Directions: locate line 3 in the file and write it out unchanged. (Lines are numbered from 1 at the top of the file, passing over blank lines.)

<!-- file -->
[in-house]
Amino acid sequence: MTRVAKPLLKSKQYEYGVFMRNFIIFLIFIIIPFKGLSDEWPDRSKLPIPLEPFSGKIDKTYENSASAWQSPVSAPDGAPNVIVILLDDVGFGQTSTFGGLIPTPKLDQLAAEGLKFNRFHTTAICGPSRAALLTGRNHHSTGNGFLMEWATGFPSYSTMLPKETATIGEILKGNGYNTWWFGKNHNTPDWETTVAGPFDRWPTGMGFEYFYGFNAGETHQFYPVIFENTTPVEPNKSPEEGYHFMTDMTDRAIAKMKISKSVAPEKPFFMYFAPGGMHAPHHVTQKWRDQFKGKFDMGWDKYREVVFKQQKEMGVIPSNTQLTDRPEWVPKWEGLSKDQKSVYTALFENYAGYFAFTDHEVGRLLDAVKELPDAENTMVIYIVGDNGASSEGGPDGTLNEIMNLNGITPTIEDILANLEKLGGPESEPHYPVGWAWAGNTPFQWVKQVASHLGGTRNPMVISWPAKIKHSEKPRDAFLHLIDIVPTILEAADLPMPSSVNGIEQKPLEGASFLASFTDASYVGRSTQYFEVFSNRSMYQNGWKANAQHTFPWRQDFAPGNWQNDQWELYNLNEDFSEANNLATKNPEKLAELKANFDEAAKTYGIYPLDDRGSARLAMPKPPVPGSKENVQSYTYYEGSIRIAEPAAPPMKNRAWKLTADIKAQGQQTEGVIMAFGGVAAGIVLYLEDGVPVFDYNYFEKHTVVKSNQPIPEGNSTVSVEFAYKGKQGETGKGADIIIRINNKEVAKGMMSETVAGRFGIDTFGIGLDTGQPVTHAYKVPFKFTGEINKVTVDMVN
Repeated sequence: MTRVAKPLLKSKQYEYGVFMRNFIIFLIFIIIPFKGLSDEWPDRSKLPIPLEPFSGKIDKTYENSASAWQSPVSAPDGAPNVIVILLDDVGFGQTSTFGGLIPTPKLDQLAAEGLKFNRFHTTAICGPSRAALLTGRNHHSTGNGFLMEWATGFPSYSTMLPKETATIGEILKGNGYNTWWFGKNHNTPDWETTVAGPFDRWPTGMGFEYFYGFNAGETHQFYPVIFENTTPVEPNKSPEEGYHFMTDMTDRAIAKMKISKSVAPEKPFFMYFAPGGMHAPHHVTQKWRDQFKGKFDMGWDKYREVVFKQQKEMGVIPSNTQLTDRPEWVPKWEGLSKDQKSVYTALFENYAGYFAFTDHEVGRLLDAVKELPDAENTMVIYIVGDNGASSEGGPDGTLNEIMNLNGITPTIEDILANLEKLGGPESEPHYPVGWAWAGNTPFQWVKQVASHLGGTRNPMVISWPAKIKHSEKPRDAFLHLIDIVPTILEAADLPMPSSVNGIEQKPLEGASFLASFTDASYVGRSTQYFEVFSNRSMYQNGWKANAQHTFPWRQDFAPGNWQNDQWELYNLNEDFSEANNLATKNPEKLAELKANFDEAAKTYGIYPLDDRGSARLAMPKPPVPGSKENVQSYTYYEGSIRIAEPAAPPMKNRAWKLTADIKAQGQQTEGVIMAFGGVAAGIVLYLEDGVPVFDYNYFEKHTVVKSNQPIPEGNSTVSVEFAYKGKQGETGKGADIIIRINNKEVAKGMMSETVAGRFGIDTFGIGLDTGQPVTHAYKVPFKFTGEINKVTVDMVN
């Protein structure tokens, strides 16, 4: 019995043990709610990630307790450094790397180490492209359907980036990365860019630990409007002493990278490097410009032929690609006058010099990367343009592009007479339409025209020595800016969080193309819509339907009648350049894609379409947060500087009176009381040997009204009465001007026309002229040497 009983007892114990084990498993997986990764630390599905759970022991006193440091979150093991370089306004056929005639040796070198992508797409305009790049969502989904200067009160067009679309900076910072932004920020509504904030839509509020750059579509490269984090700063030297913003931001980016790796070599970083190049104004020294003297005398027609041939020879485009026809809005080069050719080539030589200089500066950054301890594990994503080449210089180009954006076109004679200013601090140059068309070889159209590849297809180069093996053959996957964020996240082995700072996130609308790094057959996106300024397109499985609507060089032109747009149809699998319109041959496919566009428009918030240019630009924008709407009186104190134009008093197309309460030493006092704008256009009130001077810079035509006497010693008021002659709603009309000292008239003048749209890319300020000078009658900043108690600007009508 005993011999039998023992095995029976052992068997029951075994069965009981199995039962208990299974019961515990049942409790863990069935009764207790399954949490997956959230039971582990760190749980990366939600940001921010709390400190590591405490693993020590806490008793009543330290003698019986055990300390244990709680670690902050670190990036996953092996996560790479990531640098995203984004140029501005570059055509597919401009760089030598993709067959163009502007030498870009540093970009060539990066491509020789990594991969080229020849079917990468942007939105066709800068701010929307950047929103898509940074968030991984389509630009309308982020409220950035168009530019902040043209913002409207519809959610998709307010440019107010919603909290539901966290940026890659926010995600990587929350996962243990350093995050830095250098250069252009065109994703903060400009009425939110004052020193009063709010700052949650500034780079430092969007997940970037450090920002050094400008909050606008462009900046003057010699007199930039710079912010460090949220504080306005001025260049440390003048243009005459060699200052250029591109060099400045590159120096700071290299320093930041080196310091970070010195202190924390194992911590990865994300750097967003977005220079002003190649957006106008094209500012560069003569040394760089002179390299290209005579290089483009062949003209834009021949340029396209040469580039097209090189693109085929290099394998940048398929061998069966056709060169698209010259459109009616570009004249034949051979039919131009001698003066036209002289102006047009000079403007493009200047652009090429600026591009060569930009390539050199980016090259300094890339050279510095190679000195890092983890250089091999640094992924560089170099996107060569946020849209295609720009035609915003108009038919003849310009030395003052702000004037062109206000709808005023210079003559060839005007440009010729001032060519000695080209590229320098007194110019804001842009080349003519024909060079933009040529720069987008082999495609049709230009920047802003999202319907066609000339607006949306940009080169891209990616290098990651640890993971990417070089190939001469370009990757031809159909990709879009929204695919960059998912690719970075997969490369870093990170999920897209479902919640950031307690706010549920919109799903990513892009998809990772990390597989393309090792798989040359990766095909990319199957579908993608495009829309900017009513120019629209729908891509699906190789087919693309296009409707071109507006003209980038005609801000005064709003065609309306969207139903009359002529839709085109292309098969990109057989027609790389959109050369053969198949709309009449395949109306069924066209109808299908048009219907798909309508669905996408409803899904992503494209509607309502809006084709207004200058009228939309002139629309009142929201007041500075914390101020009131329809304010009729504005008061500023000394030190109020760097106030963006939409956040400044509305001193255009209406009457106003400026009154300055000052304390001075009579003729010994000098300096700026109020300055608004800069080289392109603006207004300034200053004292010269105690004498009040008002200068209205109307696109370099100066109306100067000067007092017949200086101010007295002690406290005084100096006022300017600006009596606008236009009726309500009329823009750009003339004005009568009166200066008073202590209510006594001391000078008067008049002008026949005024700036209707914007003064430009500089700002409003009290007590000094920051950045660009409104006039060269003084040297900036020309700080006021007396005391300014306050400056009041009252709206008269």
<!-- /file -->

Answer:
Repeated sequence: MTRVAKPLLKSKQYEYGVFMRNFIIFLIFIIIPFKGLSDEWPDRSKLPIPLEPFSGKIDKTYENSASAWQSPVSAPDGAPNVIVILLDDVGFGQTSTFGGLIPTPKLDQLAAEGLKFNRFHTTAICGPSRAALLTGRNHHSTGNGFLMEWATGFPSYSTMLPKETATIGEILKGNGYNTWWFGKNHNTPDWETTVAGPFDRWPTGMGFEYFYGFNAGETHQFYPVIFENTTPVEPNKSPEEGYHFMTDMTDRAIAKMKISKSVAPEKPFFMYFAPGGMHAPHHVTQKWRDQFKGKFDMGWDKYREVVFKQQKEMGVIPSNTQLTDRPEWVPKWEGLSKDQKSVYTALFENYAGYFAFTDHEVGRLLDAVKELPDAENTMVIYIVGDNGASSEGGPDGTLNEIMNLNGITPTIEDILANLEKLGGPESEPHYPVGWAWAGNTPFQWVKQVASHLGGTRNPMVISWPAKIKHSEKPRDAFLHLIDIVPTILEAADLPMPSSVNGIEQKPLEGASFLASFTDASYVGRSTQYFEVFSNRSMYQNGWKANAQHTFPWRQDFAPGNWQNDQWELYNLNEDFSEANNLATKNPEKLAELKANFDEAAKTYGIYPLDDRGSARLAMPKPPVPGSKENVQSYTYYEGSIRIAEPAAPPMKNRAWKLTADIKAQGQQTEGVIMAFGGVAAGIVLYLEDGVPVFDYNYFEKHTVVKSNQPIPEGNSTVSVEFAYKGKQGETGKGADIIIRINNKEVAKGMMSETVAGRFGIDTFGIGLDTGQPVTHAYKVPFKFTGEINKVTVDMVN